Singapore’s housing market has rebounded from the lows brought on by the pandemic earlier this year, even with fewer foreign buyers.
Since January, 2,177 apartments have sold in central Singapore, compared to 1,797 in the same period last year, the Wall Street Journal reported.
Some developers dropped prices as much as 10 percent during a partial lockdown this summer, but the median price per square foot in central Singapore is up 7.5 percent year-over-year to $1,705.
The country is one of most expensive places to live in the world, but these days, homes priced on the lower end of the market are moving quicker than those at the higher end.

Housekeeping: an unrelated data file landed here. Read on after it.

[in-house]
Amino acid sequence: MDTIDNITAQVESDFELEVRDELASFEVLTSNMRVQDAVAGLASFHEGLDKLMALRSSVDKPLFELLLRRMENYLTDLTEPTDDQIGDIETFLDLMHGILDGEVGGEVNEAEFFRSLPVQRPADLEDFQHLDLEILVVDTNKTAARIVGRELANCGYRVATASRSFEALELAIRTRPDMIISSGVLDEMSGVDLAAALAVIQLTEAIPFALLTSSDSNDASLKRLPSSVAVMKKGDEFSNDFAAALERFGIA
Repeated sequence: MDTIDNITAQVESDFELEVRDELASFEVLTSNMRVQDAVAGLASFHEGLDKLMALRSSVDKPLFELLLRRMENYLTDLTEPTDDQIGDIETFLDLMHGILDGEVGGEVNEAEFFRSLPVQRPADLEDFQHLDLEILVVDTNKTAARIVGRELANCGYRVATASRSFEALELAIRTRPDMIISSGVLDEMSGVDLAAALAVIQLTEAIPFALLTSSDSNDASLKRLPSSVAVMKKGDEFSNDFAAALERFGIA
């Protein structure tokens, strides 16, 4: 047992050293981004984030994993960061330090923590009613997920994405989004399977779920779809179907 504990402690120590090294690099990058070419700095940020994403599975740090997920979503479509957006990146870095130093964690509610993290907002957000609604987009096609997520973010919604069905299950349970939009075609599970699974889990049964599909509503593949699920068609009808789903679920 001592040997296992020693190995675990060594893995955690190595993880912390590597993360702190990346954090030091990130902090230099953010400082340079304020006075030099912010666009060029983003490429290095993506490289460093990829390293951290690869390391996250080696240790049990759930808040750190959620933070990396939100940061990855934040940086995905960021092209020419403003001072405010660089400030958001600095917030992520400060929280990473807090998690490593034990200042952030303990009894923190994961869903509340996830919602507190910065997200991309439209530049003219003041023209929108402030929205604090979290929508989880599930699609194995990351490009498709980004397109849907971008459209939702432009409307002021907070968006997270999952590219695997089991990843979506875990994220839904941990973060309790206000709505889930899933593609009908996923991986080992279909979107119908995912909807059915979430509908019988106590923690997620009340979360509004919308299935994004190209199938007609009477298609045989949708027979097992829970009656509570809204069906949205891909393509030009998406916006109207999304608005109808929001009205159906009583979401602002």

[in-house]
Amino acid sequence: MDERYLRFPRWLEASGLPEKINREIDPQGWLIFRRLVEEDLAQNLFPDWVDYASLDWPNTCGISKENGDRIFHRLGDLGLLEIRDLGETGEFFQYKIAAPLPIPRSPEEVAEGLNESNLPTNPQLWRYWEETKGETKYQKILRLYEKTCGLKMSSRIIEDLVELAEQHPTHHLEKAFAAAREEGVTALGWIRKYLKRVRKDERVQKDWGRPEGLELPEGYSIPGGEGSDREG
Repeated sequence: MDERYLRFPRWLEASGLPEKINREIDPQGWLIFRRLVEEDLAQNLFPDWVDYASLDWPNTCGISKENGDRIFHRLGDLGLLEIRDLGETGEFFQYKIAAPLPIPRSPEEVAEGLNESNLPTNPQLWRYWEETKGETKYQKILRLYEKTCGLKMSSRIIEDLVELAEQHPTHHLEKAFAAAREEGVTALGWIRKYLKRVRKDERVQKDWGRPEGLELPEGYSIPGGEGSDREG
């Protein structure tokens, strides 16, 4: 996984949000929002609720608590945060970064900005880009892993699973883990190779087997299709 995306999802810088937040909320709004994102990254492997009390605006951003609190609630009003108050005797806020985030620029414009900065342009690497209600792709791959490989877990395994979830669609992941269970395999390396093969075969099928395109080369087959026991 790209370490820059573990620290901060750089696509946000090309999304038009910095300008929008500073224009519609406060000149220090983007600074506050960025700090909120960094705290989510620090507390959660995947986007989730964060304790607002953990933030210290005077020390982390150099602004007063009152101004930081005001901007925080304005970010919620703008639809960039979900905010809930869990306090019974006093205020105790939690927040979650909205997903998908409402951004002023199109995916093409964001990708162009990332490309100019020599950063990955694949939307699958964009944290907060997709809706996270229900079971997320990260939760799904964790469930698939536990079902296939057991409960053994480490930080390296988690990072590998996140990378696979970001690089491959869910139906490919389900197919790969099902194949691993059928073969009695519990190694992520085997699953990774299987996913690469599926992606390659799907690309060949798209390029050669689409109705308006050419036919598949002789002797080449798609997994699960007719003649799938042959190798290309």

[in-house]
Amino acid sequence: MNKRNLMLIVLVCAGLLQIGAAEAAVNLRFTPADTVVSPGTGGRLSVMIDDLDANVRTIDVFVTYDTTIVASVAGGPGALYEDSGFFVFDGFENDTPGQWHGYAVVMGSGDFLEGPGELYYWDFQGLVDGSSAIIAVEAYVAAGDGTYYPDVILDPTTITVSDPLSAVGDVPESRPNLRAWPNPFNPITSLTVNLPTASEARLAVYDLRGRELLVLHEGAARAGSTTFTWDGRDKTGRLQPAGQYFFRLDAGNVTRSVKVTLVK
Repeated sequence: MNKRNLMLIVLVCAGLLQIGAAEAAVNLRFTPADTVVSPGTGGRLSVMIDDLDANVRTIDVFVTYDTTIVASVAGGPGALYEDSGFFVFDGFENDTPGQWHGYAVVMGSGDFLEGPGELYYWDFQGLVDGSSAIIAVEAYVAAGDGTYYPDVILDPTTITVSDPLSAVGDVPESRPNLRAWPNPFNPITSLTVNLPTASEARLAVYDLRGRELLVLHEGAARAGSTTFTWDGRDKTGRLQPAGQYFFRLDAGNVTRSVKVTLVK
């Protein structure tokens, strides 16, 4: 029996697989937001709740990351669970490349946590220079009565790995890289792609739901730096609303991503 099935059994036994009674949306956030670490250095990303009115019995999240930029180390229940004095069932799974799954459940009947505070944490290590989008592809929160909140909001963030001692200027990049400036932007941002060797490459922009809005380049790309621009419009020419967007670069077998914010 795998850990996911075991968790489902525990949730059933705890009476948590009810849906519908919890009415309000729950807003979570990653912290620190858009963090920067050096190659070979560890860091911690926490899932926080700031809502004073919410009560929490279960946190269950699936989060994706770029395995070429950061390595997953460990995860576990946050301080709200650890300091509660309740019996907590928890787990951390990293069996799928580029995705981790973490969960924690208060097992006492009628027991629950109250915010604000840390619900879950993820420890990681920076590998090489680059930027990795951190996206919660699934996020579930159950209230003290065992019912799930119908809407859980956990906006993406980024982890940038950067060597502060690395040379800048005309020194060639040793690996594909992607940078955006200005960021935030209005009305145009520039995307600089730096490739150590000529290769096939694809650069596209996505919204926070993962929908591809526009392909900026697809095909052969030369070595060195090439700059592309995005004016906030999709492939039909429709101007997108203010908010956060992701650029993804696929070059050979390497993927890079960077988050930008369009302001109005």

Agents say the $3.5 million mark is the dividing line; units below that price are selling, but the market is slower above it.
Because of government restrictions on foreigners owning large plots of land, those wealthy buyers tend to buy the most expensive real estate in the country: apartments in luxury towers.
The dearth of foreign buyers is contributing to the bifurcation of the market. Some agents say that wealthy Chinese buyers in particular are beginning to shop again.
The Chinese government’s crackdown on political dissent in Hong Kong is also driving some wealthy residents of that territory to Singapore.
Singaporean government policy has also helped stabilize the country’s housing market. Property tax rebates helped the market earlier this year.
The government also caps debt to 60 percent of a real estate buyer’s gross monthly income and promotes gradual price appreciation through measures including stamp duties, according to the Journal. [WSJ] — Dennis Lynch